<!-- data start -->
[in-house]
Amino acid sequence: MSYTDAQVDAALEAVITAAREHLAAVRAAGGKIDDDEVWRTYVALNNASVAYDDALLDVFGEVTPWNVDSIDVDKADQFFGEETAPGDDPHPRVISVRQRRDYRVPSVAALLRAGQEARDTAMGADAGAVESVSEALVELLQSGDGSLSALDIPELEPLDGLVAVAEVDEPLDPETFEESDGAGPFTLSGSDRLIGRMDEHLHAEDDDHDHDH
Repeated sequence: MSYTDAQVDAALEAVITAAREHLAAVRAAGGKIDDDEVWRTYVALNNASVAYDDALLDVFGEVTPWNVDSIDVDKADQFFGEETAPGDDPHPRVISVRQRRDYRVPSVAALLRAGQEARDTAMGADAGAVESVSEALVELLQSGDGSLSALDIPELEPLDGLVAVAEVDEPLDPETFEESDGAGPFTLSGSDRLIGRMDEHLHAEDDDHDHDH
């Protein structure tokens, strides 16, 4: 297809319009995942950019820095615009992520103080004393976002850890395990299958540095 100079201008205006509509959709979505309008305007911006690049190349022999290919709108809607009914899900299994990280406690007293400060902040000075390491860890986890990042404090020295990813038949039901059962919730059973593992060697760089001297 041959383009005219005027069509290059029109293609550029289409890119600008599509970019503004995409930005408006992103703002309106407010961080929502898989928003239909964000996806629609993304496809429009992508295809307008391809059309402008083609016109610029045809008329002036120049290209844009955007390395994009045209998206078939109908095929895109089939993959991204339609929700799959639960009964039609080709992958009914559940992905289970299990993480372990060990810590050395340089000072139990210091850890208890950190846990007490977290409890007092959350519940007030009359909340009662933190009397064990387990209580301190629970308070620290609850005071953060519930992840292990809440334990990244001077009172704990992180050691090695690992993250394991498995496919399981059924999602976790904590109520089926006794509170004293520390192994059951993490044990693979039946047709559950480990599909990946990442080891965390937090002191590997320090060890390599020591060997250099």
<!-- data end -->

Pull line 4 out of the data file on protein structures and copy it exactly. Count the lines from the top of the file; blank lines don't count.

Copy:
């Protein structure tokens, strides 16, 4: 297809319009995942950019820095615009992520103080004393976002850890395990299958540095 100079201008205006509509959709979505309008305007911006690049190349022999290919709108809607009914899900299994990280406690007293400060902040000075390491860890986890990042404090020295990813038949039901059962919730059973593992060697760089001297 041959383009005219005027069509290059029109293609550029289409890119600008599509970019503004995409930005408006992103703002309106407010961080929502898989928003239909964000996806629609993304496809429009992508295809307008391809059309402008083609016109610029045809008329002036120049290209844009955007390395994009045209998206078939109908095929895109089939993959991204339609929700799959639960009964039609080709992958009914559940992905289970299990993480372990060990810590050395340089000072139990210091850890208890950190846990007490977290409890007092959350519940007030009359909340009662933190009397064990387990209580301190629970308070620290609850005071953060519930992840292990809440334990990244001077009172704990992180050691090695690992993250394991498995496919399981059924999602976790904590109520089926006794509170004293520390192994059951993490044990693979039946047709559950480990599909990946990442080891965390937090002191590997320090060890390599020591060997250099």